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Posts Tagged ‘The Bridge of San Luis Rey by Thornton Wilder’

“point of view” in The Bridge of San Luis Rey by Thornton Wilder

Posted by Lew Weinstein on April 27, 2007

·     the narrator is omnicsient, knowing things that were not known at the time, not even by Brother Juniper during his six years of investigation. “Yet for all his diligence Brother Juniper never knew … And I, who claim to know so much more, isn’t it possible that even I have missed the very spring within the spring?”  ·     this narrator, who is never introduced to us, gains our trust when he says that what the people of Lima have come to believe about Dona Maria is not true, and “all real knowledge” … also when he corrects Dona Maria’s impressions of the Perichole … “It was … untrue …”  ·     in the conversation (p 24) between Dona Maria and the Perichole, the narrator reveals the inner thoughts of both.  ·     the Abbess has “fallen in love with an idea several centuries before its appointed appearance in the history of civilization.” The idea is the modern role of women, and the way it is disclosed reveals the perspective of the narrator, and places him in the 20th century.

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“pace” in The Bridge of San Luis Rey by Thornton Wilder

Posted by Lew Weinstein on April 27, 2007

·     even though it’s a short novel (117 pages), the story seems to drag, as long narrative scenes regarding Esteban and Uncle Pio are added. What does this all have to do with the collapse of the bridge, and with Brother Juniper, who has totally diappeared from the story?

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“endings” in The Bridge of San Luis Rey by Thornton Wilder

Posted by Lew Weinstein on April 27, 2007

·     the Abbess “had felt not only the breath of old age against her cheek, but also a graver warning” (the lack of a successor) … foreboding establishes tension … will she accomplish her life’s work? This question never again addressed until the final pages of the story, when it is beautifully resolved. “the search (for a successor) ended with Pepita” who later dies in the gorge, to be replaced, as we are surprised to learn in the last pages, by Perichole and Dona Clara. ·     God’s plan is seen in these new assistants for the Abbess’s worthy efforts, each of them coming to the Abbess because of their own losses in the same accident. Dona Clara lost her mother, Perichole lost Uncle Pio and her son Jaime, and the Abbess lost Pepita and Esteban. Soon we shall all die, we are told, and memory of us “will have left the earth.” But the “love will have been enough,” and all “impulses of love return to the love that made them,” ie to God. ·   last sentence … “There is a land of the living and a land of the dead, and the bridge is love, the only survival, the only meaning.”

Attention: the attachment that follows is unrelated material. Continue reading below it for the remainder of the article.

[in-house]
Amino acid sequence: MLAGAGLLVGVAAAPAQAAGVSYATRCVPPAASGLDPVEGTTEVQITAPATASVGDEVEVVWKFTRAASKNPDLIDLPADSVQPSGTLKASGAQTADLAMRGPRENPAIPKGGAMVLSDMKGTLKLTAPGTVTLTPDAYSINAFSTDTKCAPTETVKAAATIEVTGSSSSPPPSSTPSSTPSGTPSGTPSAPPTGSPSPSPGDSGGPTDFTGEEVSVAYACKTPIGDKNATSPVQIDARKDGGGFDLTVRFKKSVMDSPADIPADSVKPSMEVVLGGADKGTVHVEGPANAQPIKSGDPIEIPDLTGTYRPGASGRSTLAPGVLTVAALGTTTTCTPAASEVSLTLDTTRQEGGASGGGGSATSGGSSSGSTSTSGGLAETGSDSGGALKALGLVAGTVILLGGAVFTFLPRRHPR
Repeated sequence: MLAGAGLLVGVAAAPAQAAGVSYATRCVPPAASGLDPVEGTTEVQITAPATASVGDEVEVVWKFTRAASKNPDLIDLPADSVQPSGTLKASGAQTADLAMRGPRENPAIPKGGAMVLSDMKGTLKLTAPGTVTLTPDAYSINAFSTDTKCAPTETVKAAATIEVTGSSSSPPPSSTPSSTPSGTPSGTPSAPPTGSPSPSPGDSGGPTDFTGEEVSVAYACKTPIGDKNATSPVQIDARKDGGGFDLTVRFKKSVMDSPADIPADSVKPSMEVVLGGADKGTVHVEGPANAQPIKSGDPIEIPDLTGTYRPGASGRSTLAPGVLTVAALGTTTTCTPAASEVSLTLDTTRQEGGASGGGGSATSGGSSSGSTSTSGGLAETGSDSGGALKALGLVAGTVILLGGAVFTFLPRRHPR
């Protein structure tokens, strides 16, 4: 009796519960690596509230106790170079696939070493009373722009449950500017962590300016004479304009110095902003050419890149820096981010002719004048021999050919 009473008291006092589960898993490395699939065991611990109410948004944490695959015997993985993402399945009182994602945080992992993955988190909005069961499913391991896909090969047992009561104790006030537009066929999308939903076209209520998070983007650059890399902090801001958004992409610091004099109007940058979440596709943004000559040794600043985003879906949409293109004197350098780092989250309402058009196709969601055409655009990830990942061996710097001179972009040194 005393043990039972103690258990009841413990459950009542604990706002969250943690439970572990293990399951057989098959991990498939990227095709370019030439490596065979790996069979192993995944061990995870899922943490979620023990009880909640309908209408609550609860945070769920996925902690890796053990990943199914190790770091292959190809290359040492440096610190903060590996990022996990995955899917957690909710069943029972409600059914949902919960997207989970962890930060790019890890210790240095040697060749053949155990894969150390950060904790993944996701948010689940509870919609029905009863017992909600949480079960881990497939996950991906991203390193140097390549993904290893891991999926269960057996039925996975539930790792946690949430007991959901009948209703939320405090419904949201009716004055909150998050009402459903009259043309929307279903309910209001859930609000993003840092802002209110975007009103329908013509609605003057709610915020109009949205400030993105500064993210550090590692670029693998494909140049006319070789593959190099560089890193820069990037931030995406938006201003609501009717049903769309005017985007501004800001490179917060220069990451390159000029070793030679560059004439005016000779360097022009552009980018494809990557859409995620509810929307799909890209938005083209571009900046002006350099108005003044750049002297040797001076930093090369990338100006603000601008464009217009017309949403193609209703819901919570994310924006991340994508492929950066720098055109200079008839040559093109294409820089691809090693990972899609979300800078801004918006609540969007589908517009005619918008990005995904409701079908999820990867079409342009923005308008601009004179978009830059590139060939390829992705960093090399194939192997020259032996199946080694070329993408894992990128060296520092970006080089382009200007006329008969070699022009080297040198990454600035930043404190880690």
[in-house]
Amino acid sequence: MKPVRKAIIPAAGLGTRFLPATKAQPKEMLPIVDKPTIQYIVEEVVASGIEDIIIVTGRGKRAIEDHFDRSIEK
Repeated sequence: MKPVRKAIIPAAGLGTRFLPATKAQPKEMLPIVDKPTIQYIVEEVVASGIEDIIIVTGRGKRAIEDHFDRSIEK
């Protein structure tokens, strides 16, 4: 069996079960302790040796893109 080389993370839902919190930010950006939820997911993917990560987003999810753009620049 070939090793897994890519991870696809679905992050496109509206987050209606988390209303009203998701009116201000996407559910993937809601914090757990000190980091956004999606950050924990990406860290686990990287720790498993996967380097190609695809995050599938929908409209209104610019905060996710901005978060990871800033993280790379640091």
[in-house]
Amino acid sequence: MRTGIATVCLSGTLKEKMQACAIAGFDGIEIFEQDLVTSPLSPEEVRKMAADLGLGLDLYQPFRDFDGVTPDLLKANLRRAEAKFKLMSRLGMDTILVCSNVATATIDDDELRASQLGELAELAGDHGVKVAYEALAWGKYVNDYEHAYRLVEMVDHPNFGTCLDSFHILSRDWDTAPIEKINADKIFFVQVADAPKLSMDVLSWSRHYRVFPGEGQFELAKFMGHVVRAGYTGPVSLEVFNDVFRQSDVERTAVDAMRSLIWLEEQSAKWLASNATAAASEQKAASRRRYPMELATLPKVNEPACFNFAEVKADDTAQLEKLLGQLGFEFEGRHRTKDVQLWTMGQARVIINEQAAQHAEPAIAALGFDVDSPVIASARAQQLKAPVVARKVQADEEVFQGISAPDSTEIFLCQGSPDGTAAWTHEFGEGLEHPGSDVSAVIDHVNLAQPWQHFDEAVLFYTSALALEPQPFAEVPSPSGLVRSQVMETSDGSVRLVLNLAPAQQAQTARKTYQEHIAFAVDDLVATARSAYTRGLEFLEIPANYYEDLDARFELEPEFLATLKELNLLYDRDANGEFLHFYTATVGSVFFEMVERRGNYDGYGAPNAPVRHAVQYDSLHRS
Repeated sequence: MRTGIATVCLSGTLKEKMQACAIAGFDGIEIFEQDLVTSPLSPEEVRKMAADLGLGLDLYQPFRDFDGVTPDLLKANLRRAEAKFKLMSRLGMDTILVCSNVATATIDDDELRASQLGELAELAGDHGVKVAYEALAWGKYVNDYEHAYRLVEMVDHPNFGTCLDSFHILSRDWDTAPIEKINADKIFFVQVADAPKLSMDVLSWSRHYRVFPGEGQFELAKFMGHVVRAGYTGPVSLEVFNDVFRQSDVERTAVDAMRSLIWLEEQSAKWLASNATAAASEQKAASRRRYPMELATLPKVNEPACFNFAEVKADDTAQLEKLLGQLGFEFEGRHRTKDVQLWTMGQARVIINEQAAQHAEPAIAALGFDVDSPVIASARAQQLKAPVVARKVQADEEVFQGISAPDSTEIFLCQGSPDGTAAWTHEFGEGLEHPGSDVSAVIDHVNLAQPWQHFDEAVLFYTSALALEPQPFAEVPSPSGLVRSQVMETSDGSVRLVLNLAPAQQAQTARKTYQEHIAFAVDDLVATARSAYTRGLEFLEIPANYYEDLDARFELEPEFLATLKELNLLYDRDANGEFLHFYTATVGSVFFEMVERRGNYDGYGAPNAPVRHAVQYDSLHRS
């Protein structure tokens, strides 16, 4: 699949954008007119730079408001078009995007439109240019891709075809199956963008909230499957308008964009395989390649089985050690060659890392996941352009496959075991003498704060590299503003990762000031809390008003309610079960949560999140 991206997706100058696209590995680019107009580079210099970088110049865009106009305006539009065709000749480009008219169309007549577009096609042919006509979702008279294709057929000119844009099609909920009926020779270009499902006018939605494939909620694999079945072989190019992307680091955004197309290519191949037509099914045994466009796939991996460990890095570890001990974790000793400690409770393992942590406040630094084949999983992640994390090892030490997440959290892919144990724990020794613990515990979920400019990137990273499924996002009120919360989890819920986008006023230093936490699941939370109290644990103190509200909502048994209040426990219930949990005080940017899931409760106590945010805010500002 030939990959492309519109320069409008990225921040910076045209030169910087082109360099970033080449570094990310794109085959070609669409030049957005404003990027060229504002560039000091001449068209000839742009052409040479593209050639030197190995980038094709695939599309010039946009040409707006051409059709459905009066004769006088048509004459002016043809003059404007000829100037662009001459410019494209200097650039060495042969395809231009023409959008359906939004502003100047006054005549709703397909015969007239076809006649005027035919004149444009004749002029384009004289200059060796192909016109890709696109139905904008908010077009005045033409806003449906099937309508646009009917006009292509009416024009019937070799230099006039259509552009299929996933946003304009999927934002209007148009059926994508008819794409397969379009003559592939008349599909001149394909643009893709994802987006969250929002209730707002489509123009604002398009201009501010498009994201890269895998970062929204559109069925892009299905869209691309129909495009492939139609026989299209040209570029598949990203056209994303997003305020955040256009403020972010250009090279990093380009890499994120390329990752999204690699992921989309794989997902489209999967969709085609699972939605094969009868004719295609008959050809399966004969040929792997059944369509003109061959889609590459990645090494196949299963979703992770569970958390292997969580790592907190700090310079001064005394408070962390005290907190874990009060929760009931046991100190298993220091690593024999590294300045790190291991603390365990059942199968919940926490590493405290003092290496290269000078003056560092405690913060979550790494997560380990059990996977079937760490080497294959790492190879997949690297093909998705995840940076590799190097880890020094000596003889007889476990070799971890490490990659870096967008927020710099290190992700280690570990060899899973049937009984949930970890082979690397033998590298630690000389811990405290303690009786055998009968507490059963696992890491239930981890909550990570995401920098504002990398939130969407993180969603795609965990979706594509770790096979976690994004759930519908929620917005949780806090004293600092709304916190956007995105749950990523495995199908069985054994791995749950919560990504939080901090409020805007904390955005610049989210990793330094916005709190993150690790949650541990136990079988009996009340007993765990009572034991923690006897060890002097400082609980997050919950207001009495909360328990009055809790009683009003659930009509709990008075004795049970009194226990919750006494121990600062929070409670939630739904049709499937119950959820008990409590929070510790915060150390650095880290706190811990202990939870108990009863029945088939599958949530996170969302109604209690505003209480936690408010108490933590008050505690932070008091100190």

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“conflict” in The Bridge of San Luis Rey by Thornton Wilder

Posted by Lew Weinstein on April 27, 2007

·     between Dona Maria and her daughter Dona Clara, who “barely glanced at the letters.”  ·     between the twin brothers Manuel and Esteban over Manuel’s love for the Perichole.  ·     between the Perichole and Uncle Pio, as she grows too much a lady to be seen with the man who had everything to do with her success.

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“character” in The Bridge of San Luis Rey by Thornton Wilder

Posted by Lew Weinstein on April 27, 2007

·     Dona Maria – characterized both by the derision of Perichole and the theater audience, and her own unawareness of what is happening, and then immediately after by her sad (pathetic) letter to her daughter  ·     Pepita – first characterized by her kindness to Dona Maria in the theater  ·     Pepita’s letter, read by Dona Maria, is her first attempt to express herself to the Abbess, “her first stumbling misspelled letter in courage.” Pepita tears up the letter, and soon sets out with Dona Maria for the bridge. The Abbess will never know Pepita’s first steps of growth toward the mature personality the Abbess has worked so hard to create.

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